Motivation to change Motivation to change (to increase equality), ethical choices that foster solidarity
   
Building meaningful relationships Being authoritative, encouraging, enthusiastic and motivating, ‘hooking’ the students, assertive communication, self-care, giving individual help, building trust, awakening students’ sense of responsibility, motivating them to study, involving families
   
Facilitative teaching strategies Sensitivity to difference, project/lab learning, dedicating time, adopting diverse teaching strategies and active methodologies, being flexible and gradual
   
Planning learning path strategies Organizing activities in small groups, co-presence, finding resources, agreeing with colleagues (collaborating effectively), networking, flexibility in organizing, preparing for the ‘terza media’ exam
   
Consistent strategic choices Adopting strategies to tackle dropout rates, effective resource allocation, principals as enabler, helping students to choose their high school, the role of teacher training
   
Decisional evaluation processes and belief systems

Establish differentiated criteria, adopt personalized learning paths, agree on grading, valorise available resources, openly discuss educational problems.

Willingness to give second chances, believing in students’ abilities, recognizing their needs, empathetic attitude

   
Being able to make it? Showing willingness to learn, losing interest, provocative or rebellious behaviours, becoming invisible, experiencing precarity

Socio-economic factors and government/educational policies were considered as background factors (Table 2).

Table 2 – Background conditions
CATEGORY PROPERTY
Socio-economic contexts

Motivating families, residential areas, well organized infrastructure

Fragile families, marginalized areas, substandard infrastructure, seriously disadvantaged students

Territorial and educational policies Supportive policies, tackling non-completion, prioritizing other goals, viewing immigrants as a problem

By investigating the relationships and reciprocal influences between the different categories and their properties, I have been able to construct a functional pedagogical model (Fig. 2) of the process of planning successful learning paths in complex situations, identifying 5 stages of a virtuous process in which teachers and principals are called upon to plan high quality pathways for all.

Figure 2 – Planning successful learning paths in complex situations

3 The stages of a virtuous path2

  1. Being motivated to change

In order that the dream of equality does not remain just a dream.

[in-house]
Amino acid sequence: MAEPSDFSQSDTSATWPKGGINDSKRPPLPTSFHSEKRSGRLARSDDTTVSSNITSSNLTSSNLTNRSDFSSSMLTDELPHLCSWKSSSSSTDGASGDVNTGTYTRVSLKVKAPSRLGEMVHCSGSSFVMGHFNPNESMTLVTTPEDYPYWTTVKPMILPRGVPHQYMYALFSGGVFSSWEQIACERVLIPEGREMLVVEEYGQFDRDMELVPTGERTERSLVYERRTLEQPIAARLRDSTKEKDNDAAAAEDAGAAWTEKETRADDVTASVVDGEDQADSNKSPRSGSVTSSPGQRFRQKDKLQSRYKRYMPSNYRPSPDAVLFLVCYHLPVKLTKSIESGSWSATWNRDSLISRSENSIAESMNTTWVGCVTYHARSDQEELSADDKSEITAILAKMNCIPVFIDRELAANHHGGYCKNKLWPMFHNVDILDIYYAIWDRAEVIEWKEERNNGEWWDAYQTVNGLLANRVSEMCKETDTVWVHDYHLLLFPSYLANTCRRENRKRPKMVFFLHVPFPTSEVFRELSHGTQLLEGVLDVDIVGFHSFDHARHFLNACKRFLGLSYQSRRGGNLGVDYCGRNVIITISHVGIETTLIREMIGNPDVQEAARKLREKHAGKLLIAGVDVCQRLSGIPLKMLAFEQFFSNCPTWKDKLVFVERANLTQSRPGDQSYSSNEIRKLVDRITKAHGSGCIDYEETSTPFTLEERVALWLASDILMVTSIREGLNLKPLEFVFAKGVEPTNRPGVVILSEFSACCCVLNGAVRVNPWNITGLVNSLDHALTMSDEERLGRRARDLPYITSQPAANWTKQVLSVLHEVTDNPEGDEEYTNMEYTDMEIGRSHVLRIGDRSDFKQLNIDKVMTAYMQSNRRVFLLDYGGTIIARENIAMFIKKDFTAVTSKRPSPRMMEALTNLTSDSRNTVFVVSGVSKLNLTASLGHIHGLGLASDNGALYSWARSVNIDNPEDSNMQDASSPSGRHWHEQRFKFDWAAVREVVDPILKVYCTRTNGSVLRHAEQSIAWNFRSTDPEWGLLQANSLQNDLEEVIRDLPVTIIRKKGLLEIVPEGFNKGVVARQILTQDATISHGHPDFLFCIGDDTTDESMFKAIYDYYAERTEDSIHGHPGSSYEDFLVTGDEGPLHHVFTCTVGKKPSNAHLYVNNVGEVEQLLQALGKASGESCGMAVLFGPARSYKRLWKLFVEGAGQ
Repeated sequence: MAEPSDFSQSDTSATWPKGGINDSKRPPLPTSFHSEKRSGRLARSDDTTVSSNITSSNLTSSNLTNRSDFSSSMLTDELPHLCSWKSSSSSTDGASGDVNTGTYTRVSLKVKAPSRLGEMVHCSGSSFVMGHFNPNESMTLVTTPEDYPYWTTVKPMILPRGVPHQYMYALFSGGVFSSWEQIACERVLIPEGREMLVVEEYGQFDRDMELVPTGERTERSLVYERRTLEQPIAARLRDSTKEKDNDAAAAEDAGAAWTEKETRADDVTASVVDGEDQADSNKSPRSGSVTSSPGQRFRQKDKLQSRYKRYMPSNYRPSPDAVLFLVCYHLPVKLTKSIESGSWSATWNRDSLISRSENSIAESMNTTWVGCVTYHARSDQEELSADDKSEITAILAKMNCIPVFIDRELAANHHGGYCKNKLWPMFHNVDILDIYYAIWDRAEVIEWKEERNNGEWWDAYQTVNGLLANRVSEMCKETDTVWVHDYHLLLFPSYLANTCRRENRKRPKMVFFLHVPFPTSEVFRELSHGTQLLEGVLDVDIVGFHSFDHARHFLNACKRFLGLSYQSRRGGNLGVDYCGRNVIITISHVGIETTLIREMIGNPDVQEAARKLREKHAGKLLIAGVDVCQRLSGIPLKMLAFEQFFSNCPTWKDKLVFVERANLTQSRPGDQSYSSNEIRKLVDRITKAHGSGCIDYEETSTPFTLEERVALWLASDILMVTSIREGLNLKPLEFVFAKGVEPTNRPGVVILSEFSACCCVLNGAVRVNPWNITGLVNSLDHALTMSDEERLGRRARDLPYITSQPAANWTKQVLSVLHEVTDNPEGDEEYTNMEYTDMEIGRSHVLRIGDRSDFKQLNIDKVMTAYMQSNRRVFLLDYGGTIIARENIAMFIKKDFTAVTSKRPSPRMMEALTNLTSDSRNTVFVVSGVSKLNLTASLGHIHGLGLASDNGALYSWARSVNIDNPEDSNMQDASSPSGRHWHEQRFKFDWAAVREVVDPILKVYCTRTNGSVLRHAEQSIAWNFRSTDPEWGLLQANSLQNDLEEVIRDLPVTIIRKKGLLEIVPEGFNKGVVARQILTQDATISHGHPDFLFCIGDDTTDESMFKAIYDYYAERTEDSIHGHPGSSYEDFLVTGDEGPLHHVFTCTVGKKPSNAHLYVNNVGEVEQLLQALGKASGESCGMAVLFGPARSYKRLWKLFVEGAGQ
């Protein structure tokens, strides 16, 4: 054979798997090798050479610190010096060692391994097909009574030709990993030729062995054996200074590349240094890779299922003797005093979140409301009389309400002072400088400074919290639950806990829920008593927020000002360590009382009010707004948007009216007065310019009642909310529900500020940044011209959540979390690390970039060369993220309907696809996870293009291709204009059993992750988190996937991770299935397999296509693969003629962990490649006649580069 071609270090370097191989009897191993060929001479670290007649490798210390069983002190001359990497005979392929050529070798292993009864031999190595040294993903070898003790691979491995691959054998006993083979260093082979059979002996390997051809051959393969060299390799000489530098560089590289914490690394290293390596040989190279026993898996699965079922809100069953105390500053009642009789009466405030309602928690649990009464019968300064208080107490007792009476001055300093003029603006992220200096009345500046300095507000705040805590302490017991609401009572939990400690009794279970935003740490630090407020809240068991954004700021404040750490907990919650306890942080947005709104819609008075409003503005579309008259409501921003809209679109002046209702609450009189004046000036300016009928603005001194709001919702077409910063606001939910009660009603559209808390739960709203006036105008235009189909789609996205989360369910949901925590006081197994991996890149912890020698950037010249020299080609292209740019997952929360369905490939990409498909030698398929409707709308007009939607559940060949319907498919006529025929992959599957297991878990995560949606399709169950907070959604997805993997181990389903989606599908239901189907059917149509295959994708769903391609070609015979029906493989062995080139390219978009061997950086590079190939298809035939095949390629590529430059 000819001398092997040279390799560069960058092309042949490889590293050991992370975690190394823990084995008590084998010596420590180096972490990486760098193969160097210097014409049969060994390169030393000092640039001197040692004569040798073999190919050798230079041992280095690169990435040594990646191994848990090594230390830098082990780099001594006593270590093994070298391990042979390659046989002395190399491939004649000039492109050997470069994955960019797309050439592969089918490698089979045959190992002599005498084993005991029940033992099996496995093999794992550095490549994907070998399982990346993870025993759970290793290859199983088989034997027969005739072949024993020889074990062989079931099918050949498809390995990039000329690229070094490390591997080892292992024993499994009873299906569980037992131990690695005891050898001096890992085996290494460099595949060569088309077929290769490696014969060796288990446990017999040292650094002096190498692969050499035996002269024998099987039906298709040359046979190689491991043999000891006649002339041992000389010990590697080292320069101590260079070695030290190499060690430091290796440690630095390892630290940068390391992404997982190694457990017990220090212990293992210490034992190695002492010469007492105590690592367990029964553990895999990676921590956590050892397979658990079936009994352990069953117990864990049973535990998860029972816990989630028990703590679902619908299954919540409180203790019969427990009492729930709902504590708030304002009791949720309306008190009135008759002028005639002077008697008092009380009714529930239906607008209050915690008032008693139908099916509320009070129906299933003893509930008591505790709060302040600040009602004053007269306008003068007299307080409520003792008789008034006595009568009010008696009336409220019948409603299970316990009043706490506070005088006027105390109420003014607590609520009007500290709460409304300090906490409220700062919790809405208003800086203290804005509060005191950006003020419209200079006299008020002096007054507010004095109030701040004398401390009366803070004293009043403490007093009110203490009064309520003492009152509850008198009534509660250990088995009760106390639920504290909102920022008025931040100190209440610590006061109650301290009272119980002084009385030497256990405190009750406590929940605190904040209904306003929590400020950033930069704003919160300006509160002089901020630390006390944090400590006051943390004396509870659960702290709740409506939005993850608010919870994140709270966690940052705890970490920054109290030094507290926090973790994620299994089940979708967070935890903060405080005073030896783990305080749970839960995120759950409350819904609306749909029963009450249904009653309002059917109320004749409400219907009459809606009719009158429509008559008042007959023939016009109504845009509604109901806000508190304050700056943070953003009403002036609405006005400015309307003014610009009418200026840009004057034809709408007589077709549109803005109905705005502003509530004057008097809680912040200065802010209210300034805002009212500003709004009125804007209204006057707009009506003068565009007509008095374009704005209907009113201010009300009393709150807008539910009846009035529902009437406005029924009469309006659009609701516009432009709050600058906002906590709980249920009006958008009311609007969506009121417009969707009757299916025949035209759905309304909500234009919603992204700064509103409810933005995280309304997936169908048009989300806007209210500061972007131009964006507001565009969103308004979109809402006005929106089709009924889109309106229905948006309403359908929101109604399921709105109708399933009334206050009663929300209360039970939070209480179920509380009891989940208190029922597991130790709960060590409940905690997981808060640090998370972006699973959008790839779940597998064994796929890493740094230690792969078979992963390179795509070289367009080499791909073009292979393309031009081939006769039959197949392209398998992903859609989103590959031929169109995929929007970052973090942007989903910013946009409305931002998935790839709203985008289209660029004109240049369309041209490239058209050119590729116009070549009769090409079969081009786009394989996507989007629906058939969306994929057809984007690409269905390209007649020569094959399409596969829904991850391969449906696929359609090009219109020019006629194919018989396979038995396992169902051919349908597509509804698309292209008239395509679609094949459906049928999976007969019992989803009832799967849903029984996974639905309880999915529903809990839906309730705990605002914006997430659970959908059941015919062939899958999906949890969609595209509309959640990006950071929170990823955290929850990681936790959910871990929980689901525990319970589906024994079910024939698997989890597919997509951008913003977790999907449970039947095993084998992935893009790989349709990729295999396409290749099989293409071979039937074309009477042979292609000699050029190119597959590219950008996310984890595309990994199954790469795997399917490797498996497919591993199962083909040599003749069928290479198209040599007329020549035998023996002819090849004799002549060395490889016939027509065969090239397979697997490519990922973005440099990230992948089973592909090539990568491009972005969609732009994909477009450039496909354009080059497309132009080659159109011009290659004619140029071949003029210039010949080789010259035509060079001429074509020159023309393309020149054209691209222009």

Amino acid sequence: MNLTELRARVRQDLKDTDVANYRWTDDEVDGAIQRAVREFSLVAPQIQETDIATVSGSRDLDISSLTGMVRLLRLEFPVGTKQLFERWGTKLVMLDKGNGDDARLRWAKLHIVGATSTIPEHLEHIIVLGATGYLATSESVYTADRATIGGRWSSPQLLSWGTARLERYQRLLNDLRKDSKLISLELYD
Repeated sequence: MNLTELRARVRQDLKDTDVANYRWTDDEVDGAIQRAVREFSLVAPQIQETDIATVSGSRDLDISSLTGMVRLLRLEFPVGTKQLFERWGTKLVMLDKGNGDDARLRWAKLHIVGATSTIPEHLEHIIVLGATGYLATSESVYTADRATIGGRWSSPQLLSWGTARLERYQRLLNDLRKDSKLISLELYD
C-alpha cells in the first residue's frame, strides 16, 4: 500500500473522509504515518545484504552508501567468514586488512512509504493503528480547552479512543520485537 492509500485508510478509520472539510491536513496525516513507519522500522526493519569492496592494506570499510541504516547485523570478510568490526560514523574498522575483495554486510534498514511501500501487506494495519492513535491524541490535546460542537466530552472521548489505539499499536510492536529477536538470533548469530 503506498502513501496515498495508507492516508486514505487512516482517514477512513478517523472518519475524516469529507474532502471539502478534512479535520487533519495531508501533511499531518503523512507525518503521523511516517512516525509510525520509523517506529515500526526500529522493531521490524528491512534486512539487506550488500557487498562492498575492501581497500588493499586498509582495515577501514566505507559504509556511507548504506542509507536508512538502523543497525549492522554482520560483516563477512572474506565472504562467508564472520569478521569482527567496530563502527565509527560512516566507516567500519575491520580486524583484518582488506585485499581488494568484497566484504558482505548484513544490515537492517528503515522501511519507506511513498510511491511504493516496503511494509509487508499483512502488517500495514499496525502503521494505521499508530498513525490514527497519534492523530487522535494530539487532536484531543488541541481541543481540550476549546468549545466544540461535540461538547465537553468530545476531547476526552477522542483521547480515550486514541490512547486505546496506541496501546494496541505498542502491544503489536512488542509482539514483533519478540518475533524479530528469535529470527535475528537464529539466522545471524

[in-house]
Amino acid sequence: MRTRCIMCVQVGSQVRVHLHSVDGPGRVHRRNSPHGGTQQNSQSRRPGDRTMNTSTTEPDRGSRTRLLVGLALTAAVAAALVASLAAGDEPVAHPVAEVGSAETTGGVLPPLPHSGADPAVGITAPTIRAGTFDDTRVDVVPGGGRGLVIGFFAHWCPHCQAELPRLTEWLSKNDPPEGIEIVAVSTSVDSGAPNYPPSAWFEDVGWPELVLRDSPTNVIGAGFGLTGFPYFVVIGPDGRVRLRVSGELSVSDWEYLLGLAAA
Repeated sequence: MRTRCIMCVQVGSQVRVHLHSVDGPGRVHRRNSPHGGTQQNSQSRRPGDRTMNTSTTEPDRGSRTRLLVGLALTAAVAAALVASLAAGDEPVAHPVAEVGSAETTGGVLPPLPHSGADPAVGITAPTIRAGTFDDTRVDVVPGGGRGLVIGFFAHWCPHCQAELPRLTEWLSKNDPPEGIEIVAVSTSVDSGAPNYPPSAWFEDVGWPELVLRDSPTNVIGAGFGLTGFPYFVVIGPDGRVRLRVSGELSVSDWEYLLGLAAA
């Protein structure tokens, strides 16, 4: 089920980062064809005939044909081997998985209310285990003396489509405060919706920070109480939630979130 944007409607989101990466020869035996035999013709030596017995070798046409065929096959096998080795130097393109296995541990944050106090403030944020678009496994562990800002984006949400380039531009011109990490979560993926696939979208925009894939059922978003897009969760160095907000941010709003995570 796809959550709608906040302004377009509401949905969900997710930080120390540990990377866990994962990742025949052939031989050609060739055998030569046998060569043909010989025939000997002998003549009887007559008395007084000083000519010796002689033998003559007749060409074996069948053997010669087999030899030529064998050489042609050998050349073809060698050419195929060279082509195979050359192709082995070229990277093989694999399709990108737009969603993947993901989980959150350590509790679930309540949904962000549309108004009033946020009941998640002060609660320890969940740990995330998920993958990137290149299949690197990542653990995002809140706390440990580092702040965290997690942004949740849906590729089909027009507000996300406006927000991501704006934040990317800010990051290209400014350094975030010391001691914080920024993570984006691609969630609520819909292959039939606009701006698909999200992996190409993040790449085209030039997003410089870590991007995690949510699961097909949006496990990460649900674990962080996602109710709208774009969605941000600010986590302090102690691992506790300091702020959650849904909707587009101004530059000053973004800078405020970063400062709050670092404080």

(Scuola di Barbiana, 1967, p. 80)

This core tenet underpins the entire process and allows those involved to act as if what they wanted to realize was already a reality, identifying appropriate strategies that enable people to overcome difficulties or a lack of resources in order to foster a particular vision of social justice. The “Ethos” (Tarozzi, 2014) manifested by some—but, sadly, not very many—of the teachers and principals interviewed, who describe themselves as teachers by choice or committed to their role, resembles the motivations which become a political belief in the possibility of change—utopian but still worth striving for—characteristic of the figure of the “transformative teacher” in critical pedagogy (Giroux, 1988).

The belief systems of the key teachers and principals described in this study are future-oriented: deeply idealistic, they recognize and understand their students—both their needs and their inner resources. These elements are the starting point for the journey upon which such teachers embark, full of passionate conviction, guiding their students rds progressively greater competences, in order to make people free through their schooling, supporting students so that they can become capable not only of “knowing, knowing how to do, knowing how to be,” but, above all, “knowing how to think” (Dallari, 2018).

  1. Building meaningful relationships

You have to hook the students in!

(Teacher coordinator)

It is immediately evident that the second stage of the process—consciously setting out to build meaningful relationships with the students and their families—is a paradigmatic context for success, a dynamic factor which can create an atmosphere of trust, listening and the responsibilization of each person. Fostering relationships helps to rekindle (particularly the most fragile) students’ motivation to learn, nurturing their existing (inner) resources, boosting their self-esteem and facilitating conflict mediation through clear and—if necessary—firm authority.

This category involves actions, verbal and nonverbal postures and attitudes, which Mortari (2006) has described as key components of the process of “taking care”: listening, cognitive and emotional presence, receptivity, responsivity, empathy, attention, passive empathy, reflexivity, a sense of care, technical competence and—last but not least—self-care; modalities which enable the building of meaningful relationships with students, as emerges clearly in the stories of young migrants’ achievements recounted by Sadowski (2013), in the research findings of the Californian team of Suárez-Orozco (2016), and by Ventura (2012).

  1. Facilitating learning

As well as in the lab, the real work is done in class!

(Intercultura member)